Health officials had linked the origin of the virus to dead fruit bats found in a well at a house in Kerala's Kozhikode, where four members of the family died of the rare Nipah virus.
Fruit sellers say their sales have fallen sharply due to the Nipah virus scare. "Even though we are selling in half of the usual price, no one is willing to buy," Sulfi, a fruit-seller in Thiruvananthapuram, told news agency ANI.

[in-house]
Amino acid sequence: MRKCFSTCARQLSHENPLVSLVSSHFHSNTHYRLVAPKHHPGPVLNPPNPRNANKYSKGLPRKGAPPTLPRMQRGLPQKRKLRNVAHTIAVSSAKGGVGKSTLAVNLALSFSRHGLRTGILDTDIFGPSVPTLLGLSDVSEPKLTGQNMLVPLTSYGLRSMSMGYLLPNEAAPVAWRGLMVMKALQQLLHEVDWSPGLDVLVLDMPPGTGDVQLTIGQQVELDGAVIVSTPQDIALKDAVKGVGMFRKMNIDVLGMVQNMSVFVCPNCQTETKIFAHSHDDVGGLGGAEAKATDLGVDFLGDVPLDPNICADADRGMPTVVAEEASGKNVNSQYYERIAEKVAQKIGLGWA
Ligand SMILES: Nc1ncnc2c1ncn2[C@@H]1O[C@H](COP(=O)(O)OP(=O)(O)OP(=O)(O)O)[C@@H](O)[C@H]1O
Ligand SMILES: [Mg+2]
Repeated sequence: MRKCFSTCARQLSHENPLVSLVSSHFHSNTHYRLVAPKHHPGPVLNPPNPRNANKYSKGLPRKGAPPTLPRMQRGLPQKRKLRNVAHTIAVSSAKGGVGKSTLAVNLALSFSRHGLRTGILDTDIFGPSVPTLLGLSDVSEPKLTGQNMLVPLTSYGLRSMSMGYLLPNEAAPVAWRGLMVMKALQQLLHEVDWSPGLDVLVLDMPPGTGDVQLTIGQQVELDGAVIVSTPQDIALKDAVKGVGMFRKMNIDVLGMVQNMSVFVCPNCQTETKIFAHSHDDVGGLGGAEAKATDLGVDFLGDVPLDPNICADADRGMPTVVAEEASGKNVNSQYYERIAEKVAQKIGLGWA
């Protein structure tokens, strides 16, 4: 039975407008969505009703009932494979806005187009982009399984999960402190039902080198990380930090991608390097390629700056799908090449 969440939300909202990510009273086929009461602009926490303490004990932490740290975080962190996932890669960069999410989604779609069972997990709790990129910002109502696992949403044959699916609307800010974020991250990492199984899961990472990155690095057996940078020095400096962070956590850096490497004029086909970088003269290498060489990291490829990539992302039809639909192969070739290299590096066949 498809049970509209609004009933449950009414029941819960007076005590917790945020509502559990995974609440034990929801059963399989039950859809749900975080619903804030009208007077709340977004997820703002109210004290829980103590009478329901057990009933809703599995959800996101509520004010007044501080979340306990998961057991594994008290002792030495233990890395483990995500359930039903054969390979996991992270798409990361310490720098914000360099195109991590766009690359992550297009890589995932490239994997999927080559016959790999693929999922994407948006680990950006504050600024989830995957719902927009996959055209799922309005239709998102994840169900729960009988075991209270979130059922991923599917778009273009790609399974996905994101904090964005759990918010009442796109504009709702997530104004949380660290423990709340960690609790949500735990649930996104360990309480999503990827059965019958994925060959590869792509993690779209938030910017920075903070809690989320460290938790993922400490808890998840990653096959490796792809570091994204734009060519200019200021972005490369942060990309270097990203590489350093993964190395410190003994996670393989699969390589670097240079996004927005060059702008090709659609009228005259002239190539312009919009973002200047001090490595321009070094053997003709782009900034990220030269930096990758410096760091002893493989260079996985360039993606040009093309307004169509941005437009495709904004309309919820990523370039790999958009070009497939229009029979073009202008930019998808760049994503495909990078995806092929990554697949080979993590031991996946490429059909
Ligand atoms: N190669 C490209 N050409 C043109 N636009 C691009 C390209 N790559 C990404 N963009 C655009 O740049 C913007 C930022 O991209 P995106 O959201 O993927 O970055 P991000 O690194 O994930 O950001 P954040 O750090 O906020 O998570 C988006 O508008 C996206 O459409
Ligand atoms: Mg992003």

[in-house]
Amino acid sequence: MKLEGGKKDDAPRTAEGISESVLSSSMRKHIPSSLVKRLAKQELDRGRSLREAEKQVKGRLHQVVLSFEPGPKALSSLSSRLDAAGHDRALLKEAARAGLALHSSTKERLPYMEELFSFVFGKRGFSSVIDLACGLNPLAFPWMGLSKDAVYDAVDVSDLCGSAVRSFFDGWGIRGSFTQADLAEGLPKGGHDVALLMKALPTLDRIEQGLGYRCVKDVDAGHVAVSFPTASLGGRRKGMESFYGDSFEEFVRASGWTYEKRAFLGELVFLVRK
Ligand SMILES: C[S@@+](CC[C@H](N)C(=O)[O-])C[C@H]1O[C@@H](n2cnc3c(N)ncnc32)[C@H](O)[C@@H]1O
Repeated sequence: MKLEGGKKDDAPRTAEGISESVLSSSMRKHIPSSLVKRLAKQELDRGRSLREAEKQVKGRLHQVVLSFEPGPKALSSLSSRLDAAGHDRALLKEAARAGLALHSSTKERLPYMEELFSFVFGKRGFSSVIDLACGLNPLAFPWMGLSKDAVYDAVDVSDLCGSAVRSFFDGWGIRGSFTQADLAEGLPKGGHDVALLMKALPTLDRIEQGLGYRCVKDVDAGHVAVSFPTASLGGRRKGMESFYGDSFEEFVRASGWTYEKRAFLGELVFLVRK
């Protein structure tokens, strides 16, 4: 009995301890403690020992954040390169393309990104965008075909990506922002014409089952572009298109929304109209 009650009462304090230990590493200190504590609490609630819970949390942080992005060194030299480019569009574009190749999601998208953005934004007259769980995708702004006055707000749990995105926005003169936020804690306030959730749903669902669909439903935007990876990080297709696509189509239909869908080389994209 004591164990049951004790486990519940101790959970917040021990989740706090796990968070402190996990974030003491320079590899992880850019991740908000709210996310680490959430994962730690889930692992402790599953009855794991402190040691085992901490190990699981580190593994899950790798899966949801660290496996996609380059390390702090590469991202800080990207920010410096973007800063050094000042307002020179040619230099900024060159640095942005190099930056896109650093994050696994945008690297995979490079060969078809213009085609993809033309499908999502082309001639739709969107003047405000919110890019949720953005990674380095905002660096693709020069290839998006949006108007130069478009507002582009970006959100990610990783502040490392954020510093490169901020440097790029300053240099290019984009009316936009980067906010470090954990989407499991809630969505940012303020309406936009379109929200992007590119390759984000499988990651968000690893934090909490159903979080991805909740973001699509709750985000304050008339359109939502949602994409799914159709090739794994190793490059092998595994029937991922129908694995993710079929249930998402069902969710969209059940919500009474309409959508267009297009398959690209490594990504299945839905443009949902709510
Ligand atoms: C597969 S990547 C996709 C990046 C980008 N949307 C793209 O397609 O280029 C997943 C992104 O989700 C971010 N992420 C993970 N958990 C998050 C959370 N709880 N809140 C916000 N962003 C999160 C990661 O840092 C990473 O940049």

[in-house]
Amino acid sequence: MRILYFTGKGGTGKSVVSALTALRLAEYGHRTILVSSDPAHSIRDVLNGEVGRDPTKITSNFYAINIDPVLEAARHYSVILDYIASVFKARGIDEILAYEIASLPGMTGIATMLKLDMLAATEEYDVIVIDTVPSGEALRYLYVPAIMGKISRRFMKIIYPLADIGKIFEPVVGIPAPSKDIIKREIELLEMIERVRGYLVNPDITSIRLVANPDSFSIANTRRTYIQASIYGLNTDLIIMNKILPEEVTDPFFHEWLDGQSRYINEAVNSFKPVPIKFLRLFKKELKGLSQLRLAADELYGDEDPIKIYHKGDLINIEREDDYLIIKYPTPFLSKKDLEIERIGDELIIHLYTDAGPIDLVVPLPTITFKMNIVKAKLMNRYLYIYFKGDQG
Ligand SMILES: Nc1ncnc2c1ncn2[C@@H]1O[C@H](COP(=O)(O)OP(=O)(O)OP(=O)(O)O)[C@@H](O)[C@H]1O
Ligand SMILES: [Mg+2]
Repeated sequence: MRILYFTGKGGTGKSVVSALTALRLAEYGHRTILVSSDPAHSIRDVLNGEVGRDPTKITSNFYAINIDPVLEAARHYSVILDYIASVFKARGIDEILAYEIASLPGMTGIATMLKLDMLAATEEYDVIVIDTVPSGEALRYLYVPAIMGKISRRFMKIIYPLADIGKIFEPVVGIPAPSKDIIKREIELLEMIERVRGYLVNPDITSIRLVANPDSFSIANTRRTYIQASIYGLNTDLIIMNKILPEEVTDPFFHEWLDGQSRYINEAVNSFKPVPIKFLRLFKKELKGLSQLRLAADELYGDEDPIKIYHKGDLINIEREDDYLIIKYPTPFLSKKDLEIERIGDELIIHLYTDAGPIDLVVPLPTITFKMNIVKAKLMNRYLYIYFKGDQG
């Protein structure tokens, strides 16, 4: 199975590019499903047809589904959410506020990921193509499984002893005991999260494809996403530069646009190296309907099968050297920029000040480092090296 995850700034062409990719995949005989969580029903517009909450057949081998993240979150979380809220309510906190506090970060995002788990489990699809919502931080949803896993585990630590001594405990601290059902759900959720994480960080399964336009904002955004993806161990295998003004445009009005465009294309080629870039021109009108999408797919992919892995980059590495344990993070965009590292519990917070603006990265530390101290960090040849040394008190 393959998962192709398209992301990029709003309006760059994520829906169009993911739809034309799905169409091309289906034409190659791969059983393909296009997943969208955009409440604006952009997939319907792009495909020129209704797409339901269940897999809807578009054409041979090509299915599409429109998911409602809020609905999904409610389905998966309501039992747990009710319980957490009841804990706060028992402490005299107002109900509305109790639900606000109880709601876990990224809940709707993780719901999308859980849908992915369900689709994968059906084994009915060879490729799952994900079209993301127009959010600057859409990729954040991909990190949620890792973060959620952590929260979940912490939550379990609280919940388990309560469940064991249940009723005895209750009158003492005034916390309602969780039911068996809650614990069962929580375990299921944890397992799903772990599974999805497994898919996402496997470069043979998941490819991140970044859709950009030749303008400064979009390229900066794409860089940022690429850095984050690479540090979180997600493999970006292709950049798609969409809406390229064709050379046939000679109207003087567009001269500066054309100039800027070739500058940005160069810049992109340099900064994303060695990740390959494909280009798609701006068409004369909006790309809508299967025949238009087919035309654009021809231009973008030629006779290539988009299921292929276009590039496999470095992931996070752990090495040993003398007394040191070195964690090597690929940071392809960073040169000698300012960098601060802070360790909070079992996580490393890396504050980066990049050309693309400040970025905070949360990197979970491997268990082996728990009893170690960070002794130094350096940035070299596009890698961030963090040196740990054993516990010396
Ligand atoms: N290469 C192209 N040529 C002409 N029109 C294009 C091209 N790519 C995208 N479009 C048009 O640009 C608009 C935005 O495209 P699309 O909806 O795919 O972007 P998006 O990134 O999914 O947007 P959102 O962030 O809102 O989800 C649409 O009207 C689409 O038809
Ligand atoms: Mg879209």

Vendors say it seems customers are assuming that the bats could have contaminated the fruit that they are selling.
Sales of local varieties of mangoes have fallen at a time when it's the peak season of the popular fruit, though mangoes brought from other states appear to be selling well, vendors say.
The World Health Organisation has named Nipah as one of the eight priority diseases that could cause a global epidemic, alongside the likes of Ebola and Zika.
The WHO, however, has not issued any specific advice to countries that have not been affected by the Nipah but has asked them to enhance the level of preparedness. The United Arab Emirates has asked its citizens to put off unnecessary travel to Kerala.